Sunday, December 27, 2009

Addicted to Unhappiness

I have a book entitled Addicted to Unhappiness. It came as a free gift with Parenting with Love and Logic. Who knows why but that’s besides the point… The general premise of the book was that some people have unhappiness ingrained so deeply into their worldviews that anything that deviates (EG happiness) is abnormal and, thus, stressful. To avoid that stress, they intentionally seek out and dwell on negativity in their lives. It makes sense when you think about it and I know a couple of people like this, who seem to be addicted to unhappiness and find ways to maintain a sense of tragic equilibrium. In contrast, the people in my life who have experiences true tragedy, misfortune, and oppression tend to focus on maintaining a positive worldview and effecting positive change in their lives. Sure, everyone has their moments of negativity, their blue funks, but these people don’t stay there. It’s an interesting dichotomy.

I think I was there for a long time. I have done my fair share of wallowing in the mud and bemoaning my powerlessness of effect positive change. I have sought out people who and activities (and professions, for the love of Pete!) that allowed me to wallow and revel in my negativity and bitterness. My name is Christy and I am addicted to unhappiness. Not only did my negativity affect myself, it bled out into the people around me, to the degree that it sent some people running. After all, emotions are contagious. Daniel Goldman described the concept of emotional contagion in detail if you are inserted in further explanation but, again, I digress...

I eventually discovered that it required way to much energy to keep seeking out negativity to dwell on. I had to divert my attention away from the positive stuff and actively redirect it to the minutia or the stuff that I could not change. I eventually realized that that energy might be better directed to being more proactive in effective positive change. Additionally, it struck me that maybe in my “supporting” others while they wallowed in their own self-pitting and bemoaned their powerlessness and my justification of their bitterness and despair, I was not helping them at all but enabling their own addictions to unhappiness. In retrospect, those people would have been better served had I not facilitated that negativity.

Perhaps this is controversial and perhaps I am pissing some people off. Whatever. I think we need to be pissed off sometimes. And I am not telling people to respond to someone’s unhappiness by telling them to suck it up and look on the bright side. I am not saying that significant obstacles and oppressive conditions to exist for some and not for others. They do and it pisses me off. What I am saying is that we need to redirect the majority of our energy from maintaining a state of being a passive victim of circumstances to becoming more proactive. Sure, it’s hard. It takes A LOT of energy to effective positive change. But isn’t it worth it in the end? Nothing worth doing is ever easy.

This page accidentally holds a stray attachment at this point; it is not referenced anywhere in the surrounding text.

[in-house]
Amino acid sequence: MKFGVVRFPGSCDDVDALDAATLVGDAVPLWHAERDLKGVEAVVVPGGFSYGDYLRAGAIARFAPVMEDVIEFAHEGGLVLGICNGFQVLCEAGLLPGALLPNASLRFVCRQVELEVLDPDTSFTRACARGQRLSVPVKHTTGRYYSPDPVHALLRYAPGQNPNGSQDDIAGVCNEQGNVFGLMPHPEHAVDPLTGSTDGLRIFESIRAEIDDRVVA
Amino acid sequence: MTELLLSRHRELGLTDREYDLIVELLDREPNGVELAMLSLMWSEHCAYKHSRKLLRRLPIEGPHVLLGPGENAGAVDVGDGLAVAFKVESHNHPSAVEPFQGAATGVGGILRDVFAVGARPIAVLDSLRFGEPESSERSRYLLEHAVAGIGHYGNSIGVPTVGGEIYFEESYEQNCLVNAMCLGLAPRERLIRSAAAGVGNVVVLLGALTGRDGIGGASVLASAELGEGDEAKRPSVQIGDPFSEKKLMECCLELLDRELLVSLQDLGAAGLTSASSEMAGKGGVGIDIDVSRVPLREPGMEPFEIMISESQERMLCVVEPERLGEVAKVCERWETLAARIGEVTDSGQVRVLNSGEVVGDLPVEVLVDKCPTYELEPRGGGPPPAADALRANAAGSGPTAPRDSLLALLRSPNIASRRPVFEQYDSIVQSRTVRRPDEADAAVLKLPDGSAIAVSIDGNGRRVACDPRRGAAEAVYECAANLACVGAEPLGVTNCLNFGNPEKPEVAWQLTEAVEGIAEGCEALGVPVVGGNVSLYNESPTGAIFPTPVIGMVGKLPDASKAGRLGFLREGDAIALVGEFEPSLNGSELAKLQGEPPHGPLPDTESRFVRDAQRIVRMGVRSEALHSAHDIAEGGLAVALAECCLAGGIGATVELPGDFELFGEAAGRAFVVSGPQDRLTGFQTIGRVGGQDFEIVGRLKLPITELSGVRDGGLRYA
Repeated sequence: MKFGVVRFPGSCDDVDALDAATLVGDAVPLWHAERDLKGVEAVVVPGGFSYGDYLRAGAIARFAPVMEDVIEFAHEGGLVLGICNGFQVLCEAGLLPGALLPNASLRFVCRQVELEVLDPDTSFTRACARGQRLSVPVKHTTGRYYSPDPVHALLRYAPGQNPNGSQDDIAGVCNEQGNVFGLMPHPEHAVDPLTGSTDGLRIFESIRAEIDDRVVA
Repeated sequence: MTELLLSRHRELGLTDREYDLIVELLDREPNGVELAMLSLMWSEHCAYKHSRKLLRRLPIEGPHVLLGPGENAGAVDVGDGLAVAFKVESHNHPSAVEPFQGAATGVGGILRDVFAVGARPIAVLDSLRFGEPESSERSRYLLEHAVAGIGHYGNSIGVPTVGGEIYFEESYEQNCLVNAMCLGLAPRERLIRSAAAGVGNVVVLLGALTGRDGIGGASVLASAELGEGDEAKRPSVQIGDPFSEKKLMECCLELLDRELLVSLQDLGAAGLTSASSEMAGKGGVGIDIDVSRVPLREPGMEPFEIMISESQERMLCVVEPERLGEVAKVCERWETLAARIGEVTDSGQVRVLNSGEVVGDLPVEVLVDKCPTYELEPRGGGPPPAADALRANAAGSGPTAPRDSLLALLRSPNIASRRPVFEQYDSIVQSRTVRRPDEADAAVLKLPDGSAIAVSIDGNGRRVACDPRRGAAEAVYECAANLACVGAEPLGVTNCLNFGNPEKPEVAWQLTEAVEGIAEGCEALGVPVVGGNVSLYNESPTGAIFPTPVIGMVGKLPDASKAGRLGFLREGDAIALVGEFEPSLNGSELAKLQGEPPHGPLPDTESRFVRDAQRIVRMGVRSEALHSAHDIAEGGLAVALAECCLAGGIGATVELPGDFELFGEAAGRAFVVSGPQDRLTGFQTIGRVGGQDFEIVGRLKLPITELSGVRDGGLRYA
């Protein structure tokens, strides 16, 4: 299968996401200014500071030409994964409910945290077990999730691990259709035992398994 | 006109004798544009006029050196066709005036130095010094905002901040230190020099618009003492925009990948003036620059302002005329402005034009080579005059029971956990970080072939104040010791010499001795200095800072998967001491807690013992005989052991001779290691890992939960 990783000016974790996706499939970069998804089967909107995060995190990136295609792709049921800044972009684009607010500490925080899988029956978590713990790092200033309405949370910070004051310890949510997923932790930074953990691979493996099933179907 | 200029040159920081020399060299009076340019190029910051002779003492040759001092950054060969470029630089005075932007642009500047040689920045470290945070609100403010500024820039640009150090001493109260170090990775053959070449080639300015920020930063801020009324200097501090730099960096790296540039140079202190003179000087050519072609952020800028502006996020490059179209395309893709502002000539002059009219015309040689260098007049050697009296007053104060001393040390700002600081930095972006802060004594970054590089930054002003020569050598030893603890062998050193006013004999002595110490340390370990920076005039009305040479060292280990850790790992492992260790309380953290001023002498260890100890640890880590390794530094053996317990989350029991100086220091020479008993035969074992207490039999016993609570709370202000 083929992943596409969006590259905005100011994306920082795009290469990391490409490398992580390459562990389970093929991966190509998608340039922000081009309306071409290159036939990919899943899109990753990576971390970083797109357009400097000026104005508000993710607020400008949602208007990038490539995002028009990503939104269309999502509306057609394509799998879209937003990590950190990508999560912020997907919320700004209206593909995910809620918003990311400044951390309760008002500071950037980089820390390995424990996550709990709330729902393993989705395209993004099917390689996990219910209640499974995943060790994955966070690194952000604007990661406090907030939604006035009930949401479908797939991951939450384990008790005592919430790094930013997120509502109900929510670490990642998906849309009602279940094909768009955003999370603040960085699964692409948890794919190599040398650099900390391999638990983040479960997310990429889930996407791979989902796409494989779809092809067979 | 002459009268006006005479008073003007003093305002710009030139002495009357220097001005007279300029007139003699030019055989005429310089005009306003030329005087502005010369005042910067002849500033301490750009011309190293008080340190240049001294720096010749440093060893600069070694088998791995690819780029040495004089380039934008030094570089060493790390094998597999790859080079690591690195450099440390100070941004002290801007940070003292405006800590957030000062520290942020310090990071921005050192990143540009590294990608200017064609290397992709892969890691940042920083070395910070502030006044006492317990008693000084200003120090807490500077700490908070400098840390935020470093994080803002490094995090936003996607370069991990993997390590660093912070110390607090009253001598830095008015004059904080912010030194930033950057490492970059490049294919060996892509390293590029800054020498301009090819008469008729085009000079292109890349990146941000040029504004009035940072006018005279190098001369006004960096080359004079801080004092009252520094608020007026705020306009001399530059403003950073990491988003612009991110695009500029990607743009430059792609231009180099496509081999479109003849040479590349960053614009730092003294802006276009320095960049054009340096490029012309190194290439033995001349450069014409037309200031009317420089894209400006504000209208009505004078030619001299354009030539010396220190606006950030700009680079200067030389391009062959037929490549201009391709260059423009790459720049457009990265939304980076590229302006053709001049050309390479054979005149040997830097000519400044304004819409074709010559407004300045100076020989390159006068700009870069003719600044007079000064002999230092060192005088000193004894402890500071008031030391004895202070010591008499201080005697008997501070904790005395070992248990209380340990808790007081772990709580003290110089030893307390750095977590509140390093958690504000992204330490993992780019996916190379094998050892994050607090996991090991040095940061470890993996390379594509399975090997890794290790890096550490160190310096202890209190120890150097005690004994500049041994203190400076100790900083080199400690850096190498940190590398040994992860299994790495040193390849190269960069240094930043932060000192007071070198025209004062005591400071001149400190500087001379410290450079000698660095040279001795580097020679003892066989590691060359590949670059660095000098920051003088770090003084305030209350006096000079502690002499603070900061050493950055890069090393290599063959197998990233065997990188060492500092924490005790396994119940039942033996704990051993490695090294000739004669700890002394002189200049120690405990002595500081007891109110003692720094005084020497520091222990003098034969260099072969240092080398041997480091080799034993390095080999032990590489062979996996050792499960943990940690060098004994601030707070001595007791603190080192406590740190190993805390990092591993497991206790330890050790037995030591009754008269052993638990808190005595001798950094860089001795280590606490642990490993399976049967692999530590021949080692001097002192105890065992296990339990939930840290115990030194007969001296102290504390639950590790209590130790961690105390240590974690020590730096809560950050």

I think one of my resolutions for the New Year is to be a better person. It’s a stretch, I know, but humor me. And one of the ways in which I am going to accomplish this is by not enabling addictions to unhappiness. I will offer an ear to listen and a shoulder on which to cry for a while, but there is only so much support you can provide before you hit a point of diminishing returns; or at which point you are no longer helping but hindering. You can only provide so much sympathy and support. At some point, your someone need to recognize the power they DO have to make positive changes and make them rather than focus on the obstacles and become overwhelmed by them. Or nothing is going to change at all.


  1. Oh, Christy, how right you are. I am struggling constantly to overcoming this feeling of powerlessness and it is true that there are those who would support you in your unhappiness rather than have you be happy because then their misery will not have as much company. I relate so much to what you have written that I could let it make me feel ashamed if I weren't also trying to dump that useless emotion. I'm with you on this resolution. I would be happy a support to you in your effecting this change in your life if you would also slap me across the face (figuratively, of course) with the cold, hard truth when I need it. We can do this. I would rather be happy and face even the most challenging events in life with a feeling of empowerment and not a fear life's vicissitudes plunging me into depression because of the feeling of being a helpless victim. You are an insightful woman and amazing writer.

  2. My dear "Black and Blue"…

    Rule # 1 here on the Edge of the Mommy War Refuge Camp: there will be no shame. Now, I will not tell anyone all to stifle hers or his feelings because that’s bad news. I will tell you, however, that there is no shame in being honest about your shortcomings; especially if you are willing to work to change behaviors that you believe are dragging you down.

    And thanks for the compliments. It made me a little giddy to be referred to as “insightful.” I will not lie. Flattery will get you everywhere with me.